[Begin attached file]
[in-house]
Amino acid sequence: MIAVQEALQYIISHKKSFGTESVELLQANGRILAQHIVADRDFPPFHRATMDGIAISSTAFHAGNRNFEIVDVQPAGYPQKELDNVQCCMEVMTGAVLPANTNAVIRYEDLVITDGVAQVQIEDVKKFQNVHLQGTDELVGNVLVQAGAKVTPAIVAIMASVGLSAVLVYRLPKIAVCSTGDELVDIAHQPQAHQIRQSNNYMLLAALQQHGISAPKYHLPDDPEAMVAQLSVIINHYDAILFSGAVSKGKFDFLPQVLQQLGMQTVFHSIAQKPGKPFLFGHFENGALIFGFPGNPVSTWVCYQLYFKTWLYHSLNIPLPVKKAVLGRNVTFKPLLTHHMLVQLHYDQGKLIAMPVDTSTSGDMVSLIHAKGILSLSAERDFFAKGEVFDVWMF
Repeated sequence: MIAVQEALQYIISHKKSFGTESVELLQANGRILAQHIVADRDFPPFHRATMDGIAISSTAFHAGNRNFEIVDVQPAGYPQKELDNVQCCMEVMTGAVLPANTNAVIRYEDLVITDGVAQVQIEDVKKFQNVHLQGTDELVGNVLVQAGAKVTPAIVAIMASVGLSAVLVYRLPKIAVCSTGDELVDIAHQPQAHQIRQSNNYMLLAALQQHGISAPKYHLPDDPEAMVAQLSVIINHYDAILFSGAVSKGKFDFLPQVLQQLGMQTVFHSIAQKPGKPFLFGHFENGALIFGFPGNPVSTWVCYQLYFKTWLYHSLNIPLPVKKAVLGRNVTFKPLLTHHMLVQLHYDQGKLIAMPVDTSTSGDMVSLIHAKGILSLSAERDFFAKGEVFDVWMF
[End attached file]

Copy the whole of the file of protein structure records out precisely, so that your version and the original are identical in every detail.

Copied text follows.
[in-house]
Amino acid sequence: MIAVQEALQYIISHKKSFGTESVELLQANGRILAQHIVADRDFPPFHRATMDGIAISSTAFHAGNRNFEIVDVQPAGYPQKELDNVQCCMEVMTGAVLPANTNAVIRYEDLVITDGVAQVQIEDVKKFQNVHLQGTDELVGNVLVQAGAKVTPAIVAIMASVGLSAVLVYRLPKIAVCSTGDELVDIAHQPQAHQIRQSNNYMLLAALQQHGISAPKYHLPDDPEAMVAQLSVIINHYDAILFSGAVSKGKFDFLPQVLQQLGMQTVFHSIAQKPGKPFLFGHFENGALIFGFPGNPVSTWVCYQLYFKTWLYHSLNIPLPVKKAVLGRNVTFKPLLTHHMLVQLHYDQGKLIAMPVDTSTSGDMVSLIHAKGILSLSAERDFFAKGEVFDVWMF
Repeated sequence: MIAVQEALQYIISHKKSFGTESVELLQANGRILAQHIVADRDFPPFHRATMDGIAISSTAFHAGNRNFEIVDVQPAGYPQKELDNVQCCMEVMTGAVLPANTNAVIRYEDLVITDGVAQVQIEDVKKFQNVHLQGTDELVGNVLVQAGAKVTPAIVAIMASVGLSAVLVYRLPKIAVCSTGDELVDIAHQPQAHQIRQSNNYMLLAALQQHGISAPKYHLPDDPEAMVAQLSVIINHYDAILFSGAVSKGKFDFLPQVLQQLGMQTVFHSIAQKPGKPFLFGHFENGALIFGFPGNPVSTWVCYQLYFKTWLYHSLNIPLPVKKAVLGRNVTFKPLLTHHMLVQLHYDQGKLIAMPVDTSTSGDMVSLIHAKGILSLSAERDFFAKGEVFDVWMF